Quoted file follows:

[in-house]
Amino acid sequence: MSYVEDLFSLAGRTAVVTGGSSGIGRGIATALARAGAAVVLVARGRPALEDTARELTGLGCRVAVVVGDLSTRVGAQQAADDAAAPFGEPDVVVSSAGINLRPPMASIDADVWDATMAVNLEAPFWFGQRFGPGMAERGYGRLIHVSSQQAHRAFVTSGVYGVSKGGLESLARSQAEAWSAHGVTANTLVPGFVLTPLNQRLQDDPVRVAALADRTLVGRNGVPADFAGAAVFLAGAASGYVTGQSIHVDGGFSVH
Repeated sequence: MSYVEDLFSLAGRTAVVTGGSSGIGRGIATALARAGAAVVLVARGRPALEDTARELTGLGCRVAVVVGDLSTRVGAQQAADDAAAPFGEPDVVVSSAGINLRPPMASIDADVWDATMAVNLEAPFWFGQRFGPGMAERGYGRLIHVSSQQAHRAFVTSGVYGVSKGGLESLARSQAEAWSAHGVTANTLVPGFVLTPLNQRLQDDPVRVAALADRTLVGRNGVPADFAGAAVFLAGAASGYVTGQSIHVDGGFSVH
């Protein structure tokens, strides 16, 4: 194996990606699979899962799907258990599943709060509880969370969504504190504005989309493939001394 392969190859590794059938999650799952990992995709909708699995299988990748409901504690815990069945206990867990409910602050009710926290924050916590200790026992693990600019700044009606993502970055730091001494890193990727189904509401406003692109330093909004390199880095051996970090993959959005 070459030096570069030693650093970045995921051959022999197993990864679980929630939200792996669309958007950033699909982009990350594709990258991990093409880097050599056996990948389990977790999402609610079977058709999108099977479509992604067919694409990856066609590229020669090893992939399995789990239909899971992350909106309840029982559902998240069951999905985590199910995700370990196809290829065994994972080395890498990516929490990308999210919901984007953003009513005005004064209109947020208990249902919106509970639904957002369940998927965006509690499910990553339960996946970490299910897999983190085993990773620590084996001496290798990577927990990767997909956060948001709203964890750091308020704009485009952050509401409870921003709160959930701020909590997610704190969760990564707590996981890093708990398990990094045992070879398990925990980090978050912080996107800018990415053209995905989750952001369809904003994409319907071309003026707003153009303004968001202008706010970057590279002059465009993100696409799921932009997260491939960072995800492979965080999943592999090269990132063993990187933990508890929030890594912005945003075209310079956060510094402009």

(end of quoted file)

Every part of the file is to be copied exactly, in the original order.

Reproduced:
[in-house]
Amino acid sequence: MSYVEDLFSLAGRTAVVTGGSSGIGRGIATALARAGAAVVLVARGRPALEDTARELTGLGCRVAVVVGDLSTRVGAQQAADDAAAPFGEPDVVVSSAGINLRPPMASIDADVWDATMAVNLEAPFWFGQRFGPGMAERGYGRLIHVSSQQAHRAFVTSGVYGVSKGGLESLARSQAEAWSAHGVTANTLVPGFVLTPLNQRLQDDPVRVAALADRTLVGRNGVPADFAGAAVFLAGAASGYVTGQSIHVDGGFSVH
Repeated sequence: MSYVEDLFSLAGRTAVVTGGSSGIGRGIATALARAGAAVVLVARGRPALEDTARELTGLGCRVAVVVGDLSTRVGAQQAADDAAAPFGEPDVVVSSAGINLRPPMASIDADVWDATMAVNLEAPFWFGQRFGPGMAERGYGRLIHVSSQQAHRAFVTSGVYGVSKGGLESLARSQAEAWSAHGVTANTLVPGFVLTPLNQRLQDDPVRVAALADRTLVGRNGVPADFAGAAVFLAGAASGYVTGQSIHVDGGFSVH
């Protein structure tokens, strides 16, 4: 194996990606699979899962799907258990599943709060509880969370969504504190504005989309493939001394 392969190859590794059938999650799952990992995709909708699995299988990748409901504690815990069945206990867990409910602050009710926290924050916590200790026992693990600019700044009606993502970055730091001494890193990727189904509401406003692109330093909004390199880095051996970090993959959005 070459030096570069030693650093970045995921051959022999197993990864679980929630939200792996669309958007950033699909982009990350594709990258991990093409880097050599056996990948389990977790999402609610079977058709999108099977479509992604067919694409990856066609590229020669090893992939399995789990239909899971992350909106309840029982559902998240069951999905985590199910995700370990196809290829065994994972080395890498990516929490990308999210919901984007953003009513005005004064209109947020208990249902919106509970639904957002369940998927965006509690499910990553339960996946970490299910897999983190085993990773620590084996001496290798990577927990990767997909956060948001709203964890750091308020704009485009952050509401409870921003709160959930701020909590997610704190969760990564707590996981890093708990398990990094045992070879398990925990980090978050912080996107800018990415053209995905989750952001369809904003994409319907071309003026707003153009303004968001202008706010970057590279002059465009993100696409799921932009997260491939960072995800492979965080999943592999090269990132063993990187933990508890929030890594912005945003075209310079956060510094402009």